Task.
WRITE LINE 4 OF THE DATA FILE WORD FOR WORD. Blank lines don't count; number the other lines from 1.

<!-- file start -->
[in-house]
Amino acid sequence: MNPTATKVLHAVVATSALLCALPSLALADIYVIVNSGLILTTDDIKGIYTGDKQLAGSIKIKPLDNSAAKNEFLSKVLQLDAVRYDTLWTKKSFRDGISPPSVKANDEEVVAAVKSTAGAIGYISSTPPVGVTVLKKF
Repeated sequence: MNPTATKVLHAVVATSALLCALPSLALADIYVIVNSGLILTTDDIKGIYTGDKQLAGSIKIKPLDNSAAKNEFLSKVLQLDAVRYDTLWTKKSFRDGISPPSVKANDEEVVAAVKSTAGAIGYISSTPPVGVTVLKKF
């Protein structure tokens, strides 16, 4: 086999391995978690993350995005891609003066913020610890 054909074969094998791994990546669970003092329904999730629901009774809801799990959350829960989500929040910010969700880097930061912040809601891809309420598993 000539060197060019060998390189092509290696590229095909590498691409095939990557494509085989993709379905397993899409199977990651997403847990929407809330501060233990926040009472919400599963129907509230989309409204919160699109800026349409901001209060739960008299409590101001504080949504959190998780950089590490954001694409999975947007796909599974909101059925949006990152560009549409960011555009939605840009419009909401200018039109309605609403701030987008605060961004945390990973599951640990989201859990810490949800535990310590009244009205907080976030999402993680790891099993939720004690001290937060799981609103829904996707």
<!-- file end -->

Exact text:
């Protein structure tokens, strides 16, 4: 086999391995978690993350995005891609003066913020610890 054909074969094998791994990546669970003092329904999730629901009774809801799990959350829960989500929040910010969700880097930061912040809601891809309420598993 000539060197060019060998390189092509290696590229095909590498691409095939990557494509085989993709379905397993899409199977990651997403847990929407809330501060233990926040009472919400599963129907509230989309409204919160699109800026349409901001209060739960008299409590101001504080949504959190998780950089590490954001694409999975947007796909599974909101059925949006990152560009549409960011555009939605840009419009909401200018039109309605609403701030987008605060961004945390990973599951640990989201859990810490949800535990310590009244009205907080976030999402993680790891099993939720004690001290937060799981609103829904996707």